20 February 2015
Almost Quantum Correlations

Schematic representation of correlations

Opening a new avenue for generalizations of quantum theory?
It is often suggested that to understand a concept in science one asks: \"how could it be different?\'\' In particular, if we were to alter a physical theory what are the consequences? Quantum theory is successfully tested in laboratories every day. However, and despite all its impressive predictive power, the theory has eluded consensual understanding even since its conception. This has motivated the search for models alternative to quantum theory that could offer a more intuitive explanation of the observed phenomena. The study of modifications of quantum theory has also been motivated by the difficulty in merging it with relativity, the hope being that alternative models may facilitate this task.

Unfortunately, until now, the existing alterations of quantum theory, even if a priori simple, have been problematic for fundamental reasons. For instance, they have been shown to imply a significant increase of the computational power of the theory, or predict violations of the no-signalling principle, one of the pillars of Einstein\'s relativity that states that faster-than-light communication is impossible. In fact, it is very difficult to design a theory beyond quantum physics that remains compatible with the no-signalling principle. These results, among others, have led researchers to question whether quantum mechanics is special and represent \"an island in theory space”.

In a recent work entitled “Almost quantum correlations” published in Nature Communciations, researchers from the Quantum Information Theory group led by ICREA Professor at ICFO Antonio Acín, in collaboration with Miguel Navascués, from University of Bilkent, and Yelena Guryanova, from Bristol, show that, at the level of correlations among different systems, quantum theory is not as special as initially expected. ICFO researchers have constructed a set of correlations, dubbed \"almost quantum\", and proven that it (i) is supra-quantum, as it predicts correlations that are impossible in the quantum formalism but (ii) does not lead to violations of the no-signalling principle and, more in general, is operationally equivalent to the quantum set for many information tasks. These results then demonstrate that it is possible to modify the structure of quantum correlations without running into any operational contradiction with quantum predictions. Intriguingly, the set of almost quantum correlations can also be derived within the history approach introduced in the context of quantum gravity. Researchers believe that these results could open a possible avenue for generalizations of quantum theory.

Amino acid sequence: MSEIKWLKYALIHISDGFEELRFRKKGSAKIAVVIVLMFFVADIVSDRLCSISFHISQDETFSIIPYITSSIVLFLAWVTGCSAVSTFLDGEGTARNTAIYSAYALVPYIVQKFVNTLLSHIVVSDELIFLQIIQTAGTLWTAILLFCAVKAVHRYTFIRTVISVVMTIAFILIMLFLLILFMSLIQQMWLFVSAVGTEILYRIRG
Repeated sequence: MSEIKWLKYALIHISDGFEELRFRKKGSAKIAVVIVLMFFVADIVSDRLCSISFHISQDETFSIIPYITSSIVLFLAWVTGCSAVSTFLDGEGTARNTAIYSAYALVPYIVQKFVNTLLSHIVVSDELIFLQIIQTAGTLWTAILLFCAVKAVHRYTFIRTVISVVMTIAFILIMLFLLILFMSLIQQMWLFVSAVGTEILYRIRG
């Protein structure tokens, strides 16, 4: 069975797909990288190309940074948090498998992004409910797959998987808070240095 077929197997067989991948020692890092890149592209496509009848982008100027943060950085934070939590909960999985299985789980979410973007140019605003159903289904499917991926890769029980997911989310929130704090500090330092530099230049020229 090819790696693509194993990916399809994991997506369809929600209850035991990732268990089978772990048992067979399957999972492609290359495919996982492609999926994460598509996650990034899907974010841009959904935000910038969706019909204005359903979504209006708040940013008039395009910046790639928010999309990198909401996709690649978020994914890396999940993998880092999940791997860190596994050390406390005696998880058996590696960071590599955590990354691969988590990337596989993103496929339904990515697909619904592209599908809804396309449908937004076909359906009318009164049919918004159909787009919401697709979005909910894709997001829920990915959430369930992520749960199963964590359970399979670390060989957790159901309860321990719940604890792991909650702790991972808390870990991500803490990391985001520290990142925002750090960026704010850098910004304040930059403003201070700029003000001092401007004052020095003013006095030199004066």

Unfortunately, until now, the existing alterations of quantum theory, even if a priori simple, have been problematic for fundamental reasons. For instance, they have been shown to imply a significant increase of the computational power of the theory, or predict violations of the no-signalling principle, one of the pillars of Einstein\'s relativity that states that faster-than-light communication is impossible. In fact, it is very difficult to design a theory beyond quantum physics that remains compatible with the no-signalling principle. These results, among others, have led researchers to question whether quantum mechanics is special and represent \"an island in theory space”.

In a recent work entitled “Almost quantum correlations” published in Nature Communciations, researchers from the Quantum Information Theory group led by ICREA Professor at ICFO Antonio Acín, in collaboration with Miguel Navascués, from University of Bilkent, and Yelena Guryanova, from Bristol, show that, at the level of correlations among different systems, quantum theory is not as special as initially expected. ICFO researchers have constructed a set of correlations, dubbed \"almost quantum\", and proven that it (i) is supra-quantum, as it predicts correlations that are impossible in the quantum formalism but (ii) does not lead to violations of the no-signalling principle and, more in general, is operationally equivalent to the quantum set for many information tasks. These results then demonstrate that it is possible to modify the structure of quantum correlations without running into any operational contradiction with quantum predictions. Intriguingly, the set of almost quantum correlations can also be derived within the history approach introduced in the context of quantum gravity. Researchers believe that these results could open a possible avenue for generalizations of quantum theory.